Mentions: For the kinetic discrimination of a mismatch sequence, the sequences related to a SNP were chosen as a model system. We investigated whether the information about the SNP sequence is transformed into the CT kinetics in DNA. The sequences used in this study are shown in Figure 5. DNAs modified with NI and PTZ at the 5′ end which have an A consecutive sequence and a part of the coding sequences for the nuclear LIM interactor-interacting factor 2 and DNA-binding domain T-box 22, carrying SNP rs12392145 (M1) and rs1965744 (M2) C to T substitution, were employed in this study. These SNPs were chosen as a model for the kinetic SNP discrimination because the rate constants determined in this study were able to adapt to these sequences. First, the time-resolved transient absorption measurement and kinetic modeling of M1-C and M1-T were carried out. Of special interest, the decreased kinetics of the CT were observed for the M1-T containing mismatch, in agreement with the kinetic modeling by the rate constants for the CT. We then examined M2-C and M2-T using the transient absorption method and kinetic modeling. Interestingly, the CT kinetics for the M2-T containing mismatch sequence are increased, consistent with the kinetic modeling by the rate constants. These results suggest that the CT kinetics are sensitive to the position of the mismatch incorporation.Figure 5.

Bottom Line: While the single-base mismatch would significantly affect the CT in DNA, the kinetic basis for the drastic decrease in the CT efficiency through DNA containing mismatches still remains unclear.We assumed that further elucidating of the kinetics in mismatched sequences can lead to the discrimination of the DNA single-base mismatch based on the kinetics.In this study, we investigated the detailed kinetics of the CT through DNA containing mismatches and tried to discriminate a mismatch sequence based on the kinetics of the CT in DNA containing a mismatch.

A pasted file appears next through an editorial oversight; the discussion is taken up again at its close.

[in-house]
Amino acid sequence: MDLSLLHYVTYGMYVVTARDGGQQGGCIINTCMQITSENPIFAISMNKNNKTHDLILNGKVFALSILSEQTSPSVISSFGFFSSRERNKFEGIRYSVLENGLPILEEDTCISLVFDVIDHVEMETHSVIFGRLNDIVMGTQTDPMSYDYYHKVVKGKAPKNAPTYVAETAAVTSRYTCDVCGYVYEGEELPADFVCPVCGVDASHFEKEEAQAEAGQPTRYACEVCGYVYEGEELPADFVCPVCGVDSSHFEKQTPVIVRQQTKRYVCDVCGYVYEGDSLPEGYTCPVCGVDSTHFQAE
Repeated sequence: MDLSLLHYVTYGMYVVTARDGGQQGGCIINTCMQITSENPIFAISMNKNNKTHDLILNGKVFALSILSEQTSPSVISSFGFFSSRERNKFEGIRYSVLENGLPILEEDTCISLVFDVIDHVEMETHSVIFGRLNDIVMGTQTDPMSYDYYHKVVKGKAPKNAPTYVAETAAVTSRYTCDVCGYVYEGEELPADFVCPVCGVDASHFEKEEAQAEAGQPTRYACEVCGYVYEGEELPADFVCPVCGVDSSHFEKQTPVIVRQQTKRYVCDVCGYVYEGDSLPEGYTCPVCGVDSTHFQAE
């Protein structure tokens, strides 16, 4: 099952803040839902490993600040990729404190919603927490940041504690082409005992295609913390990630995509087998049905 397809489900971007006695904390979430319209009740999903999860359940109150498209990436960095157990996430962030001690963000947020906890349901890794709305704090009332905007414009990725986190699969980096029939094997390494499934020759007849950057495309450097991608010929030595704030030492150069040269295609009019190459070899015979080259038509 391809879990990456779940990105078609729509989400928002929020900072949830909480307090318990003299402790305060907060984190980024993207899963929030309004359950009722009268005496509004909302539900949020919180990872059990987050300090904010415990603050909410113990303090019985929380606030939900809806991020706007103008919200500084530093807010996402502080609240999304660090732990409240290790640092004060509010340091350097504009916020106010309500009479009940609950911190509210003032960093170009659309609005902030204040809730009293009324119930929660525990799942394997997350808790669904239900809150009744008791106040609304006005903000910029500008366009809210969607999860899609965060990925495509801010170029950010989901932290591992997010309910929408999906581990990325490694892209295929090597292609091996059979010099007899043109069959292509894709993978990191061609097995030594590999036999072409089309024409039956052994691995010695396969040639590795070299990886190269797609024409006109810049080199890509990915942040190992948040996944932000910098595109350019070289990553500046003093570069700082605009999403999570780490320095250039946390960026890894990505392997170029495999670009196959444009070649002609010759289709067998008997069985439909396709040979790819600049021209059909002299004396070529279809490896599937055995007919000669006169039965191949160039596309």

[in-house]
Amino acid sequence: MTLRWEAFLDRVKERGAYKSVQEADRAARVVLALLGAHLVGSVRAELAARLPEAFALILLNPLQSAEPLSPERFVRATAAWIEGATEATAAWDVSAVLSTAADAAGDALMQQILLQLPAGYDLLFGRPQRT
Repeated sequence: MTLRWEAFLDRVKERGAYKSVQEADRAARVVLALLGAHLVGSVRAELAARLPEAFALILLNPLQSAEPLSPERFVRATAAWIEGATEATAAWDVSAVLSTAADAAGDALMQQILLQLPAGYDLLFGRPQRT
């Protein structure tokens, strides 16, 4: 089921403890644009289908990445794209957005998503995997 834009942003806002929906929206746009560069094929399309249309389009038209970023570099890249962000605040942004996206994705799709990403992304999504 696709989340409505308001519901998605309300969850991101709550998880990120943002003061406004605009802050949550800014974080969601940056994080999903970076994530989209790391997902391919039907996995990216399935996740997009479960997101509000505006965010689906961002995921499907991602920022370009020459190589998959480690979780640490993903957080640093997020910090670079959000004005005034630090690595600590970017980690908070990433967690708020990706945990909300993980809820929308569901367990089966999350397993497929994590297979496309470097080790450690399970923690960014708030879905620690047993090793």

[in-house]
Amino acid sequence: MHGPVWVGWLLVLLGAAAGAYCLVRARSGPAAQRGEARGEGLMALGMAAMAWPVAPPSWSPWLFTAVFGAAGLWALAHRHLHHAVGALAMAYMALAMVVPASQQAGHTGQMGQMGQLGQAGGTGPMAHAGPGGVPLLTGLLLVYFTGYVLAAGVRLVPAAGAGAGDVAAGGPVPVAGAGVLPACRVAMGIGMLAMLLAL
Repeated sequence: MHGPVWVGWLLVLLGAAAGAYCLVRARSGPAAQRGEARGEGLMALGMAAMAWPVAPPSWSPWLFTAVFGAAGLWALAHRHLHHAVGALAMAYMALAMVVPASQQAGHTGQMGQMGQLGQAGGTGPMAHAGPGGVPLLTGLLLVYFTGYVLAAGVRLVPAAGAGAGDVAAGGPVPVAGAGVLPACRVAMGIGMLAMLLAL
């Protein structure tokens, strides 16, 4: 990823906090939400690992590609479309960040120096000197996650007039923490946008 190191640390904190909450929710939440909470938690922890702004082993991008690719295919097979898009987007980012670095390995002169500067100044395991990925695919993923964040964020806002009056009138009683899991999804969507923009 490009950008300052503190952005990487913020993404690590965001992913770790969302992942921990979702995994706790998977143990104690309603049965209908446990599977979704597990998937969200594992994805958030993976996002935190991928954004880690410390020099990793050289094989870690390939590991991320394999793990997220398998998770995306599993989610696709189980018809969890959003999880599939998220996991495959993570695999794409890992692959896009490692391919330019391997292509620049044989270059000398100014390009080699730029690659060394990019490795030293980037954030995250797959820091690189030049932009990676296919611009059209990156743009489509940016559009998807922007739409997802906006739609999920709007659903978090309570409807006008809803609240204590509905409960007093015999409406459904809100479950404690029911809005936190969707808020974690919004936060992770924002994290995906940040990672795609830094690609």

View Article: PubMed Central - PubMed

Affiliation: The Institute of Scientific and Industrial Research, Osaka University, Mihogaoka 8-1, Ibaraki Osaka 567-0047, Japan.

ABSTRACT
Charge transfer (CT) in DNA offers a unique approach for the detection of a single-base mismatch in a DNA molecule. While the single-base mismatch would significantly affect the CT in DNA, the kinetic basis for the drastic decrease in the CT efficiency through DNA containing mismatches still remains unclear. Recently, we determined the rate constants of the CT through the fully matched DNA, and we can now estimate the CT rate constant for a certain fully matched sequence. We assumed that further elucidating of the kinetics in mismatched sequences can lead to the discrimination of the DNA single-base mismatch based on the kinetics. In this study, we investigated the detailed kinetics of the CT through DNA containing mismatches and tried to discriminate a mismatch sequence based on the kinetics of the CT in DNA containing a mismatch.

Show MeSH